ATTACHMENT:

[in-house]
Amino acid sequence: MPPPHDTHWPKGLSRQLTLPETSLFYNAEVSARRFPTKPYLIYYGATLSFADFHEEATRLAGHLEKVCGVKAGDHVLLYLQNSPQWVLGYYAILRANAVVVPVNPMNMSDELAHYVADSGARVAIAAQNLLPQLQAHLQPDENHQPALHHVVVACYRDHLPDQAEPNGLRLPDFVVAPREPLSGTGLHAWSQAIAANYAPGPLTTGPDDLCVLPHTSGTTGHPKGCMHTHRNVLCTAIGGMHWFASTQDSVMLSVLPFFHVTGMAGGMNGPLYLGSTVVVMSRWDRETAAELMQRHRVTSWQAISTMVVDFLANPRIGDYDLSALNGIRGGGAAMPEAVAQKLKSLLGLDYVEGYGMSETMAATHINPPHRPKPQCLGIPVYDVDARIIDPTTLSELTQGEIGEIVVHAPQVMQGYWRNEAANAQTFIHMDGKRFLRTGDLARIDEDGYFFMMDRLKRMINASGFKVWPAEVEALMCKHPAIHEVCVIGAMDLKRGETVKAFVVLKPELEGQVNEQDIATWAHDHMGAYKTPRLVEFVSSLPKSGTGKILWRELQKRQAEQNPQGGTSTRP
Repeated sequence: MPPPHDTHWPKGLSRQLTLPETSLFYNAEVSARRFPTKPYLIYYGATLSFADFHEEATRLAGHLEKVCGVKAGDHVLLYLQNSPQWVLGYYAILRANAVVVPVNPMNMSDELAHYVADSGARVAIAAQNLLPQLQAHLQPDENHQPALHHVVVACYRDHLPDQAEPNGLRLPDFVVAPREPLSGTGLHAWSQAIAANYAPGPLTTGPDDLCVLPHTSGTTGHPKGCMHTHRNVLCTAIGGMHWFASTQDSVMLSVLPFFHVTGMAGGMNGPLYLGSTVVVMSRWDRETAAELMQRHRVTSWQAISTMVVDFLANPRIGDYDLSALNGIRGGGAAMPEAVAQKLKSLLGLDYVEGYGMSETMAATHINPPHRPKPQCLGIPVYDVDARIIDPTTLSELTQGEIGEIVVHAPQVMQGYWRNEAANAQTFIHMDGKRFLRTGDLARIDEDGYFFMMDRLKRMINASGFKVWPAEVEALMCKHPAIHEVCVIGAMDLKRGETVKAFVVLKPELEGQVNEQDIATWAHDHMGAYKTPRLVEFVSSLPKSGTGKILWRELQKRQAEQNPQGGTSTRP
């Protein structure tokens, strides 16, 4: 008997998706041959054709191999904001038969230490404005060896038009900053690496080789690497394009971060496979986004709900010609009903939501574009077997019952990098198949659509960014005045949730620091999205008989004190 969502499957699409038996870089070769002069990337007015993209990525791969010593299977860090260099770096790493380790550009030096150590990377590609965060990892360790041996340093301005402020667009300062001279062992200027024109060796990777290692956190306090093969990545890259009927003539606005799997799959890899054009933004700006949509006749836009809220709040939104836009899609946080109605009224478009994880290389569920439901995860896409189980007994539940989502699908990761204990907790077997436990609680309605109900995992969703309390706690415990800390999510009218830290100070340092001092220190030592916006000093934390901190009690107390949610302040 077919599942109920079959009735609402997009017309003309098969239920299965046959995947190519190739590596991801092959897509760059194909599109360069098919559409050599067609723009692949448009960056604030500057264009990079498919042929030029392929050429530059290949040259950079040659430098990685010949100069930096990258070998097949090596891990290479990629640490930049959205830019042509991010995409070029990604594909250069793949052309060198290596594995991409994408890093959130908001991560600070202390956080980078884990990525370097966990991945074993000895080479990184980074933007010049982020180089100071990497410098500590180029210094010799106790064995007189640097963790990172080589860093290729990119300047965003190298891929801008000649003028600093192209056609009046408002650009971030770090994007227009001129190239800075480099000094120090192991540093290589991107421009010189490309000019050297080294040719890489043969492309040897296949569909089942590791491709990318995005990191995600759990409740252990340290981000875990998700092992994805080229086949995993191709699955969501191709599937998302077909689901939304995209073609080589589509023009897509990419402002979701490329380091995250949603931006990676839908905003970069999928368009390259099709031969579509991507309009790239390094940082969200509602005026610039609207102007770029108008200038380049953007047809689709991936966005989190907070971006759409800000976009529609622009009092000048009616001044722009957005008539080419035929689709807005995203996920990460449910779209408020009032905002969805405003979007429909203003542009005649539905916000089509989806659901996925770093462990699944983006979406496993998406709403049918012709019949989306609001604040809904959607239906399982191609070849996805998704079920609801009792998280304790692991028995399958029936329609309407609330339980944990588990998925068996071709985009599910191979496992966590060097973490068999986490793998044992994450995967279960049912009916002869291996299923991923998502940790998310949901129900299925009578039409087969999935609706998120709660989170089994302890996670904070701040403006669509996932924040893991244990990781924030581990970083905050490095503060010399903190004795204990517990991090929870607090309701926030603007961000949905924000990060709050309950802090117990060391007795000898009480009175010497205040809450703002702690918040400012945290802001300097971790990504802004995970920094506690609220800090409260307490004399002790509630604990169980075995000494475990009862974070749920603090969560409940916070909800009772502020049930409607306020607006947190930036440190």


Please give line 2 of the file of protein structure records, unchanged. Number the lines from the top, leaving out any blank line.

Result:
Amino acid sequence: MPPPHDTHWPKGLSRQLTLPETSLFYNAEVSARRFPTKPYLIYYGATLSFADFHEEATRLAGHLEKVCGVKAGDHVLLYLQNSPQWVLGYYAILRANAVVVPVNPMNMSDELAHYVADSGARVAIAAQNLLPQLQAHLQPDENHQPALHHVVVACYRDHLPDQAEPNGLRLPDFVVAPREPLSGTGLHAWSQAIAANYAPGPLTTGPDDLCVLPHTSGTTGHPKGCMHTHRNVLCTAIGGMHWFASTQDSVMLSVLPFFHVTGMAGGMNGPLYLGSTVVVMSRWDRETAAELMQRHRVTSWQAISTMVVDFLANPRIGDYDLSALNGIRGGGAAMPEAVAQKLKSLLGLDYVEGYGMSETMAATHINPPHRPKPQCLGIPVYDVDARIIDPTTLSELTQGEIGEIVVHAPQVMQGYWRNEAANAQTFIHMDGKRFLRTGDLARIDEDGYFFMMDRLKRMINASGFKVWPAEVEALMCKHPAIHEVCVIGAMDLKRGETVKAFVVLKPELEGQVNEQDIATWAHDHMGAYKTPRLVEFVSSLPKSGTGKILWRELQKRQAEQNPQGGTSTRP